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Data visualization refers to the presentation of data in a pictorial or graphical format using different graphs such as histograms, polygons, line charts, bar charts, etc.

Histogram

A histogram is a graphical representation of the data contained in a frequency distribution. It is a bar chart of data that groups data into intervals. The intervals should capture all the data points. In addition, the intervals should not overlap. A histogram is constructed by plotting the intervals on the horizontal axis and the absolute frequencies on the vertical axis.

If a histogram has equal size intervals, a rectangle should be erected over it, with its height being proportional to the absolute frequency. If intervals are of unequal sizes, then the erected rectangle has an area proportional to the absolute frequency of that particular interval. In such a case, we would have the vertical axis labeled as ‘density’ instead of frequency. There should be no space between bars to indicate that the intervals are continuous.

Example: Histogram

Consider the previous example of the returns offered by a stock. To bring you up to speed, these were the intervals and the corresponding frequencies:

$$\begin{array}{c|c|c} \text { Interval } & \text { Tally } & \text { Frequency } \\ \hline-30 \% \leq \mathrm{R}_{\mathrm{t}} \leq-20 \% & \text { II } & 2 \\ -20 \% \leq \mathrm{R}_{\mathrm{t}} \leq-10 \% & \text { I } & 1 \\ -10 \% \leq \mathrm{R}_{t} \leq 0 \% & \text { III } & 3 \\ 0 \% \leq \mathrm{R}_{t} \leq 10 \% & \text { IIIII } & 6 \\ 10 \% \leq \mathrm{R}_{t} \leq 20 \% & \text { IIIIII } & 7 \\ 20 \% \leq \mathrm{R}_{t} \leq 30 \% & \text { IIII } & 5\\ 30 \% \leq \mathrm{R}_{t} \leq 40 \% & \text { I } & 1 \\ \hline \text { Total } & & 25 & =25 / 25=100 \% \end{array}$$ As mentioned earlier, histograms can also be created with relative frequencies—the choice of using either absolute or relative frequency depends on the question being answered. An absolute frequency histogram best answers the question of how many items are in each bin. In contrast, a relative frequency histogram gives the proportion or percentage of the total observations in each bin.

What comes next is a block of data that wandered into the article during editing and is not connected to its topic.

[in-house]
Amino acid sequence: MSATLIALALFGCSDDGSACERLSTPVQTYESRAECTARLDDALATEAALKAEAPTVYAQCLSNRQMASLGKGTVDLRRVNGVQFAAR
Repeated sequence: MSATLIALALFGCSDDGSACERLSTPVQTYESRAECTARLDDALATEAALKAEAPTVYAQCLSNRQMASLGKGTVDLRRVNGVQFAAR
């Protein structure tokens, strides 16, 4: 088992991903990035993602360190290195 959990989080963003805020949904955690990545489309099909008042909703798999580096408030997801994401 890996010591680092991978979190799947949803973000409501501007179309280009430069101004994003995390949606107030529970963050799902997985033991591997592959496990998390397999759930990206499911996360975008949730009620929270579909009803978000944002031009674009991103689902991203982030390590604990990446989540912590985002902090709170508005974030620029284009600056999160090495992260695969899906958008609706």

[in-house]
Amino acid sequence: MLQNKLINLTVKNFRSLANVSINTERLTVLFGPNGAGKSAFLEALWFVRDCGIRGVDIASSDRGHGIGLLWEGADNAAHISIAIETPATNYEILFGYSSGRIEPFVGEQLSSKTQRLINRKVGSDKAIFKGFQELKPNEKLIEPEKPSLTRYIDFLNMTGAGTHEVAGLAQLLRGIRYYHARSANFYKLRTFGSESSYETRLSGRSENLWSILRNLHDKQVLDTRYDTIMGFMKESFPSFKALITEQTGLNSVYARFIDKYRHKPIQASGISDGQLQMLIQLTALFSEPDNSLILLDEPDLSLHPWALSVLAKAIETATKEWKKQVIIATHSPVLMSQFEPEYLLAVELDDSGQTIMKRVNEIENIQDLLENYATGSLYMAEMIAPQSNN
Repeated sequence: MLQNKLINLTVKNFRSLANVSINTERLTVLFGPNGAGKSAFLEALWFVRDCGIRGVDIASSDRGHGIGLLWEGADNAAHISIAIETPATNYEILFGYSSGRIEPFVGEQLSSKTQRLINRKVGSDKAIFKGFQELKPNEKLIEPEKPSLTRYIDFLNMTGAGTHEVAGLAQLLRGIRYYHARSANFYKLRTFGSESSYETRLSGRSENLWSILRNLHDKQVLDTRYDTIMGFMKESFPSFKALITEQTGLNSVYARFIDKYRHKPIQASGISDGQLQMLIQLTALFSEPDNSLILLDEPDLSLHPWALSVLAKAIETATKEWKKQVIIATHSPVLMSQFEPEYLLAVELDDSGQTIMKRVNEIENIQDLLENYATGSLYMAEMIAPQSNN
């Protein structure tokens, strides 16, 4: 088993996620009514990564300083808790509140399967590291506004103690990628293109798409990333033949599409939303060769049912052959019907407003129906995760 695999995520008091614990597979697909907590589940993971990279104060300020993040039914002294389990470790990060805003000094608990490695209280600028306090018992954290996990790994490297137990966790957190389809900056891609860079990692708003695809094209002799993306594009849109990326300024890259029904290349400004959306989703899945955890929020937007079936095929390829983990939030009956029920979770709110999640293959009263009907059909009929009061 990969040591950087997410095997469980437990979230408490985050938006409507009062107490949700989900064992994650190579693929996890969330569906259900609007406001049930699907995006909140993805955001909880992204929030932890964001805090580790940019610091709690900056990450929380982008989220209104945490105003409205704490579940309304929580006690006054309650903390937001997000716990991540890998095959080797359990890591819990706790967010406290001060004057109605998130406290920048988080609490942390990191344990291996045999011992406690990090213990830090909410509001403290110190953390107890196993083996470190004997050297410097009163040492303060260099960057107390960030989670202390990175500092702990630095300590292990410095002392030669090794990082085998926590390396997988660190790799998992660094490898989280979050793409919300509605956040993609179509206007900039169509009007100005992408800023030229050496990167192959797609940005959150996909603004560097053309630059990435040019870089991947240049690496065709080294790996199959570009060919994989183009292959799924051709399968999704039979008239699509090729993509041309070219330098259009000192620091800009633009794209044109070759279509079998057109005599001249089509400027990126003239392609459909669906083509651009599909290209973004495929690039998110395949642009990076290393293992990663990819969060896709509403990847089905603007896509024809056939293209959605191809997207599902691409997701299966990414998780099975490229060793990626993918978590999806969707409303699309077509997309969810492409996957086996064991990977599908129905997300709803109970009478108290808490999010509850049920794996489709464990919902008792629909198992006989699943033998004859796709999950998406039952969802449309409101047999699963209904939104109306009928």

Frequency Polygon

A frequency polygon is used to represent the distribution of data graphically. However, it has a major difference when compared to the histogram. Instead of having the class intervals on the horizontal axis clearly showing their upper and lower limits, a frequency polygon uses the midpoints of the class intervals where:

$$\text{Midpoint of a class interval}= \text{Lower limit}+\frac{\text{Upper limit-Lower limit}}{2}$$

The vertical axis features the absolute frequencies which are then joined using straight lines and markers.

Example: Frequency Polygon

Going back to the stock return data, we could come up with a frequency polygon. To come up with the midpoints, we use the formula above. As an example, the midpoint of the interval -30% ≤ Rt ≤ -20% is:

$$\text{Midpoint} = -30 + \cfrac {(-20 – – 30)}{2} = -25$$

We can calculate the midpoints for the other intervals in a similar manner. The final frequency polygon should look like this: The frequency polygon is important because it shows the shape of a distribution of data. It can also be very useful when comparing two sets of data side-by-side. Note that the endpoints touch the X-axis. The vertical scale can also be positioned at the left margin.

A cumulative frequency distribution graph can plot the cumulative frequency or relative frequency against the upper interval limit. The cumulative frequency distribution allows us to see how many or what percent of the observations lie below a certain value. The figure below is an example of a cumulative frequency distribution. The change in the cumulative relative frequency, as we move from one interval to the next, represents the interval’s relative frequency. A steep slope of the cumulative frequency distribution indicates that the frequencies are large. It is pertinent to note that the slope of the cumulative absolute distribution at any particular interval is proportional to the number of observations in that interval.

Bar Chart

A bar chart is used to plot the frequency distribution of category-based data. In a bar chart, each bar represents a distinct category, while the height of a bar is proportional to the frequency of the corresponding category. Bar charts can be vertical or horizontal.

• In a vertical (horizontal) bar chart, the y-axis (x-axis) represents the absolute frequency or the relative frequency.
• In contrast, the x-axis (y-axis) represents the mutually exclusive categories to be compared rather than bins that group numerical data (unlike histogram). Pareto Chart